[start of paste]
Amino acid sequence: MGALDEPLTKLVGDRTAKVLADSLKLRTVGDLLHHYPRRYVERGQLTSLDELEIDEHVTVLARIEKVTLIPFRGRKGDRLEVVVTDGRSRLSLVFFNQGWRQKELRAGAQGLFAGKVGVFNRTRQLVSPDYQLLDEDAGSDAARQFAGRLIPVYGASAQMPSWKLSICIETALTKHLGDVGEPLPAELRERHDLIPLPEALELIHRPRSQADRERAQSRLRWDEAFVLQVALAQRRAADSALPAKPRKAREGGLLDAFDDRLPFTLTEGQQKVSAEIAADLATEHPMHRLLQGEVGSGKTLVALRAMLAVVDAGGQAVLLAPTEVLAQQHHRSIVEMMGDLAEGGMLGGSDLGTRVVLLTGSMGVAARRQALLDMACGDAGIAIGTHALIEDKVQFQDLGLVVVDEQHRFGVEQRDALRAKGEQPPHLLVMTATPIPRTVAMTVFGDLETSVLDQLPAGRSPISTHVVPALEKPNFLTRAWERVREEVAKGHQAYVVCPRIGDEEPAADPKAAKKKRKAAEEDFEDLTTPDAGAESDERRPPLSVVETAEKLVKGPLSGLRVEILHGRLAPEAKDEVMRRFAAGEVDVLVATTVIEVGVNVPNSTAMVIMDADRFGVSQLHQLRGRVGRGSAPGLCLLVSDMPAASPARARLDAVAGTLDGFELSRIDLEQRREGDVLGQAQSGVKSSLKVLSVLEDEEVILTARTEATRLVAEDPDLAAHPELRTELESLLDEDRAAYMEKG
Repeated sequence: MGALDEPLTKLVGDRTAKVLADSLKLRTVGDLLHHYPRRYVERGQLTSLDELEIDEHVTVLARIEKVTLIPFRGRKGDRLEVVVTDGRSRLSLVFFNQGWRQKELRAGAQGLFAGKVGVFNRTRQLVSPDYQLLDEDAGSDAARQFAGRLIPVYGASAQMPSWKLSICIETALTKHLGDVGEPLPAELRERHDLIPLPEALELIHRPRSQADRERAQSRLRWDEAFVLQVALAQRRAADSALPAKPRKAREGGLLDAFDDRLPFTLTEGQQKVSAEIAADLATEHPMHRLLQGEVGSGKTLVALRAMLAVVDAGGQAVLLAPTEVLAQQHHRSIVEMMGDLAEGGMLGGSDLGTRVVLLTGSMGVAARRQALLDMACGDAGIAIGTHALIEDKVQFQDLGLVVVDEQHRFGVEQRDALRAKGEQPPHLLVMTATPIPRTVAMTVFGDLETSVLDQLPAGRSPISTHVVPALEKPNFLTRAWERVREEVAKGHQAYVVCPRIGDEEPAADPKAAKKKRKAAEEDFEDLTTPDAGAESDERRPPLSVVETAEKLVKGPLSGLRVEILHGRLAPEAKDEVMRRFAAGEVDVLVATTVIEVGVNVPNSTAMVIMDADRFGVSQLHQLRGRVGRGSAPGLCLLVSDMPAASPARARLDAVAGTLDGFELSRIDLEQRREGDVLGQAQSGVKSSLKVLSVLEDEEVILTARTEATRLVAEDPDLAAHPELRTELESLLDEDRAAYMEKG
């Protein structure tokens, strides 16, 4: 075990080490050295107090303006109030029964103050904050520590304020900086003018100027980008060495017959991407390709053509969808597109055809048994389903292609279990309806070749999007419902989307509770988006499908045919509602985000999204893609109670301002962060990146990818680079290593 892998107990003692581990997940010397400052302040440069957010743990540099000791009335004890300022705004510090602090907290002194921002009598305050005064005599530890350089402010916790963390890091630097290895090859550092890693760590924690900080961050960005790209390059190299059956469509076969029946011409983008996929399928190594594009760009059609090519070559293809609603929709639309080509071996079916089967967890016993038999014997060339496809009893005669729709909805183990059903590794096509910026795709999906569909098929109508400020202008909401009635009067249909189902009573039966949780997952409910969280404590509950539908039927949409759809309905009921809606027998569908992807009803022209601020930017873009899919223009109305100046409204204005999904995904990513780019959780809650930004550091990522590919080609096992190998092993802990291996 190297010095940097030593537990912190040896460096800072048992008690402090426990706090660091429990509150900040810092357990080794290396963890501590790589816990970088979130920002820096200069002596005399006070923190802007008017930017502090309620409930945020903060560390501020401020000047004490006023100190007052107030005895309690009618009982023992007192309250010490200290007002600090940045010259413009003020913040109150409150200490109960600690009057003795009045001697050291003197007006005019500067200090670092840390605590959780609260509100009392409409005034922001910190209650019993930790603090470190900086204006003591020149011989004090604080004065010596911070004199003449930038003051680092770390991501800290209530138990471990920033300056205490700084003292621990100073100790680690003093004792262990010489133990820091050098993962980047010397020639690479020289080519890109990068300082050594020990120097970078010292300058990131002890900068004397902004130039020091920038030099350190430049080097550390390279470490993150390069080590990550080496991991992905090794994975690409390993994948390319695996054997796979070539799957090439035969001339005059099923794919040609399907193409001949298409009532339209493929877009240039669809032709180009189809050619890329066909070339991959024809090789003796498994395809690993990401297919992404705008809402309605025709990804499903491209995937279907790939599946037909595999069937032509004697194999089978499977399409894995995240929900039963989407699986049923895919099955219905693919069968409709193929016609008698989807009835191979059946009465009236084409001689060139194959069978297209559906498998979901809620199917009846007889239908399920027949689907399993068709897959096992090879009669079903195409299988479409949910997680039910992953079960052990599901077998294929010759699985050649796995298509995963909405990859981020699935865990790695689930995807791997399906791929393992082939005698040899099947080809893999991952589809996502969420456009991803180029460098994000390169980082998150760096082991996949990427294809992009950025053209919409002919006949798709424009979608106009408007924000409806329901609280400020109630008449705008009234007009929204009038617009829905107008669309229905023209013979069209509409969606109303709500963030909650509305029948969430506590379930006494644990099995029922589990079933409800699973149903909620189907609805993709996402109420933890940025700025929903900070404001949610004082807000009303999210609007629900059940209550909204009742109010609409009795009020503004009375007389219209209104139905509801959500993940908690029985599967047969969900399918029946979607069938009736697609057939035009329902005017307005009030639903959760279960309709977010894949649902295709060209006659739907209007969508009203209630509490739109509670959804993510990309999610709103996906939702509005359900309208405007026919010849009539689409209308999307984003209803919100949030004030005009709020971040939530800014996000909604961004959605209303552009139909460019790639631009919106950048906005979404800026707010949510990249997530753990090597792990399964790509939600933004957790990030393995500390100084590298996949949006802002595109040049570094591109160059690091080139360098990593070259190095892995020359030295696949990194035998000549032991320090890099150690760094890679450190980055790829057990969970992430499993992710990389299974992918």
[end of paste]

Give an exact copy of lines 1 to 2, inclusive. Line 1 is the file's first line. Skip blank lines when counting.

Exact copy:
Amino acid sequence: MGALDEPLTKLVGDRTAKVLADSLKLRTVGDLLHHYPRRYVERGQLTSLDELEIDEHVTVLARIEKVTLIPFRGRKGDRLEVVVTDGRSRLSLVFFNQGWRQKELRAGAQGLFAGKVGVFNRTRQLVSPDYQLLDEDAGSDAARQFAGRLIPVYGASAQMPSWKLSICIETALTKHLGDVGEPLPAELRERHDLIPLPEALELIHRPRSQADRERAQSRLRWDEAFVLQVALAQRRAADSALPAKPRKAREGGLLDAFDDRLPFTLTEGQQKVSAEIAADLATEHPMHRLLQGEVGSGKTLVALRAMLAVVDAGGQAVLLAPTEVLAQQHHRSIVEMMGDLAEGGMLGGSDLGTRVVLLTGSMGVAARRQALLDMACGDAGIAIGTHALIEDKVQFQDLGLVVVDEQHRFGVEQRDALRAKGEQPPHLLVMTATPIPRTVAMTVFGDLETSVLDQLPAGRSPISTHVVPALEKPNFLTRAWERVREEVAKGHQAYVVCPRIGDEEPAADPKAAKKKRKAAEEDFEDLTTPDAGAESDERRPPLSVVETAEKLVKGPLSGLRVEILHGRLAPEAKDEVMRRFAAGEVDVLVATTVIEVGVNVPNSTAMVIMDADRFGVSQLHQLRGRVGRGSAPGLCLLVSDMPAASPARARLDAVAGTLDGFELSRIDLEQRREGDVLGQAQSGVKSSLKVLSVLEDEEVILTARTEATRLVAEDPDLAAHPELRTELESLLDEDRAAYMEKG
Repeated sequence: MGALDEPLTKLVGDRTAKVLADSLKLRTVGDLLHHYPRRYVERGQLTSLDELEIDEHVTVLARIEKVTLIPFRGRKGDRLEVVVTDGRSRLSLVFFNQGWRQKELRAGAQGLFAGKVGVFNRTRQLVSPDYQLLDEDAGSDAARQFAGRLIPVYGASAQMPSWKLSICIETALTKHLGDVGEPLPAELRERHDLIPLPEALELIHRPRSQADRERAQSRLRWDEAFVLQVALAQRRAADSALPAKPRKAREGGLLDAFDDRLPFTLTEGQQKVSAEIAADLATEHPMHRLLQGEVGSGKTLVALRAMLAVVDAGGQAVLLAPTEVLAQQHHRSIVEMMGDLAEGGMLGGSDLGTRVVLLTGSMGVAARRQALLDMACGDAGIAIGTHALIEDKVQFQDLGLVVVDEQHRFGVEQRDALRAKGEQPPHLLVMTATPIPRTVAMTVFGDLETSVLDQLPAGRSPISTHVVPALEKPNFLTRAWERVREEVAKGHQAYVVCPRIGDEEPAADPKAAKKKRKAAEEDFEDLTTPDAGAESDERRPPLSVVETAEKLVKGPLSGLRVEILHGRLAPEAKDEVMRRFAAGEVDVLVATTVIEVGVNVPNSTAMVIMDADRFGVSQLHQLRGRVGRGSAPGLCLLVSDMPAASPARARLDAVAGTLDGFELSRIDLEQRREGDVLGQAQSGVKSSLKVLSVLEDEEVILTARTEATRLVAEDPDLAAHPELRTELESLLDEDRAAYMEKG